Aging adult female coping with the symptoms of seasonal depression.

Seasonal Depression in Seniors: Understanding SAD

Seasonal Depression in Seniors: Understanding SAD

Everyone knows when the weather begins to change there are certain risks for seniors. Falls, hypothermia and the flu are typically at the top of the list of concerns. But what you might not know, is that there are other less obvious risks and health hazards that older adults should look out for this time of year.

Seasonal Affective Disorder is a vitamin D deficiency that is characterized by feelings of sadness and depression during the colder months. While it’s common to feel a little down after the excitement of the holiday season, if the sadness persists for more than a couple weeks, it could be a red flag.

How to Recognize Seasonal Depression in Seniors

While SAD can occur at any time of year, it is most common during the winter months. The weather gets colder, the days get shorter and sometimes social interaction can start to decline. All of these things can contribute to mental health.

When it comes to recognizing seasonal depression in seniors, there are some signs that you should consider red flags:

  • Sudden loss of energy
  • Changes in appetite
  • Changes in sleeping habits
  • Irritability
  • Loss of interest in socializing
  • General feelings of sadness
  • Change in personal hygiene
  • Tearful or weepy behavior
  • Feeling worthless
  • Difficulty concentrating

So, how do you know the difference between SAD and general depression? Seasonal Affective Disorder will only strike during certain times of the year. When natural circadian rhythms are interrupted by daylight savings, it can cause hormonal changes that trigger the symptoms of depression. Vitamin D deficiencies and decreased levels of serotonin have also been linked to causing seasonal depression.

Overcoming Seasonal Depression in Seniors

There are steps you can take during the winter months to prevent SAD from developing or to help treat the symptoms associated with the disorder. The first step is planning a visit to your doctor. Speaking with a healthcare professional can help you identify if your seasonal depression can be treated with anti-depressant medications or if there are non-pharmaceutical options available.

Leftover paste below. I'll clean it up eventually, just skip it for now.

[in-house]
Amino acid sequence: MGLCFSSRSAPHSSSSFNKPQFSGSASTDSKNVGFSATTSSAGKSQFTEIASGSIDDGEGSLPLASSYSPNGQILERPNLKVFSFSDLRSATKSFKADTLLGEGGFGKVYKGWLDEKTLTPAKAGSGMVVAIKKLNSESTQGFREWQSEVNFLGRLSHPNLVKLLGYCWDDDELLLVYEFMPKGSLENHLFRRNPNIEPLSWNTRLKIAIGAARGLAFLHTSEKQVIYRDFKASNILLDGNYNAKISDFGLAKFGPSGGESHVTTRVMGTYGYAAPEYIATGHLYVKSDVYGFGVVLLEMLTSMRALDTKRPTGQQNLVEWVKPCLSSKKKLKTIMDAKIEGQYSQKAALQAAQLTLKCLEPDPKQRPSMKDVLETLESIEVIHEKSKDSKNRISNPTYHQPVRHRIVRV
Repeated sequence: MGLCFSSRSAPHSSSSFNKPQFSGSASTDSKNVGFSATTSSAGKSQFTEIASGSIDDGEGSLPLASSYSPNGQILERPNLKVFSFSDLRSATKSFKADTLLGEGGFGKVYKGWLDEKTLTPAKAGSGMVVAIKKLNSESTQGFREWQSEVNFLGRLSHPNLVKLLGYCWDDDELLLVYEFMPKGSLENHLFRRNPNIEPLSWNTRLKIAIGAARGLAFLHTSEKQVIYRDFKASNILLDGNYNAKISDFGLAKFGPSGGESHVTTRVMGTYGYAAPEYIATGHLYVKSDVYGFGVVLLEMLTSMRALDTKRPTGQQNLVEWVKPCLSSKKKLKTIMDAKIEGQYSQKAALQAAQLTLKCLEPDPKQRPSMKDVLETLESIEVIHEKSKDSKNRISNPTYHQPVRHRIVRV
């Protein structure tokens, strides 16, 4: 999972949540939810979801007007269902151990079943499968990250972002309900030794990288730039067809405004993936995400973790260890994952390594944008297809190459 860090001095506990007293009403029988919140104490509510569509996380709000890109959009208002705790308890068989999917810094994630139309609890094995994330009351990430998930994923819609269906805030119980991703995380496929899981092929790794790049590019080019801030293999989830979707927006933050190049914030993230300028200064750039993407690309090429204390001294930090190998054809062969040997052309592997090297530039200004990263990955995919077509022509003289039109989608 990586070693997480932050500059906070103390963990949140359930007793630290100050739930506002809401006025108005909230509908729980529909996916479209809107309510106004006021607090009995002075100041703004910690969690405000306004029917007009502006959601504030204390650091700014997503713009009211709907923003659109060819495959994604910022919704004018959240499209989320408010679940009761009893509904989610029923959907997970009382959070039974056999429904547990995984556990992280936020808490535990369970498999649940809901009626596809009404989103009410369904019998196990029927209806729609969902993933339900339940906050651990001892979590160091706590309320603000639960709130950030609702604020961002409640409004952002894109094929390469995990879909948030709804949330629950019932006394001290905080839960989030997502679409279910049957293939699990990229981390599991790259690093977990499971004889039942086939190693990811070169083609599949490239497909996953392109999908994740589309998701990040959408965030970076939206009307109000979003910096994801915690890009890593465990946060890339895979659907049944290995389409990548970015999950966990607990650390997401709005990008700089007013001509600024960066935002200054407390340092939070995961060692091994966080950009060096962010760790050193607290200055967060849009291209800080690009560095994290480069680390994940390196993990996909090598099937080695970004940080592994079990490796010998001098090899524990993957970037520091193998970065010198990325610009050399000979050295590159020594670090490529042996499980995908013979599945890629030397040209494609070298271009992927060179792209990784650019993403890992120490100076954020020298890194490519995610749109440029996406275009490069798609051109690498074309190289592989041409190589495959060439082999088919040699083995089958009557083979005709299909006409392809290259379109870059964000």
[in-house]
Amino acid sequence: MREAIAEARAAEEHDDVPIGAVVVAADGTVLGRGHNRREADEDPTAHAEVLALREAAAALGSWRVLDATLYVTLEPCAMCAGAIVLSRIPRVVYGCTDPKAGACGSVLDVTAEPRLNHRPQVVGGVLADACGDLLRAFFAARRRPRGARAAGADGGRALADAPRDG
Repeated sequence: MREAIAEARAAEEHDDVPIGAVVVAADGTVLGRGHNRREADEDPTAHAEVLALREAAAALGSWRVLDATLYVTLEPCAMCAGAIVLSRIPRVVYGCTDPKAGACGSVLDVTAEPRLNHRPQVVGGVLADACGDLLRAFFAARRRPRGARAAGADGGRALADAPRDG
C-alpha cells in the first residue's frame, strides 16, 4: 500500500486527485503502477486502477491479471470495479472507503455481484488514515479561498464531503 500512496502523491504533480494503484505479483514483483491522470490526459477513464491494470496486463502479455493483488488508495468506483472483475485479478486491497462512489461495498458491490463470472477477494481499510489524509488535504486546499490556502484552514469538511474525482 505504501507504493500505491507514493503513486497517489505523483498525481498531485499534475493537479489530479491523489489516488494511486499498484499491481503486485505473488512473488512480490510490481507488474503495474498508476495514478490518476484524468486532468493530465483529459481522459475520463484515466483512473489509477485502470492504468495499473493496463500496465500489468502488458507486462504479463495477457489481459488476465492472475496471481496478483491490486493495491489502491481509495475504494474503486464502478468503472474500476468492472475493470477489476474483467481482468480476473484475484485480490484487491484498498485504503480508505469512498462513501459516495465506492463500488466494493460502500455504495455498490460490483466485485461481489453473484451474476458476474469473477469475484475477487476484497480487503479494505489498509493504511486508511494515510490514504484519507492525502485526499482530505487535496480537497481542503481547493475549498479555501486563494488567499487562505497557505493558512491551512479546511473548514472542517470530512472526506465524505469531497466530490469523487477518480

Some things to consider trying to help overcome seasonal depression includes:

  • Light therapy treatments for 30 to 45 minutes a day
  • Increasing your vitamin D intake
  • Avoiding alcohol or limiting intake
  • Eliminating sugary foods from your diet
  • Commit to 30 minutes of exercise a day
  • Maintain a healthy diet
  • Engage in social activities

Ultimately, meeting with your doctor and openly discussing your symptoms is the best way to find the right course of treatment for SAD. The goal is to take steps to prevent it before it starts by taking good care of yourself and maintaining a healthy physical and social lifestyle.

Find Your Joy at St. Joseph of the Pines

Visit one of the beautiful North Carolina campuses of St. Joseph of the Pines and find out more what makes our communities a great choice for your retirement. Our senior living community offers a continuum of care, diverse floor plans and a full range of services and amenities. Find joy in the things that truly make you happy. Contact us today to schedule a tour of our Belle Meade and Pine Knoll senior living communities.

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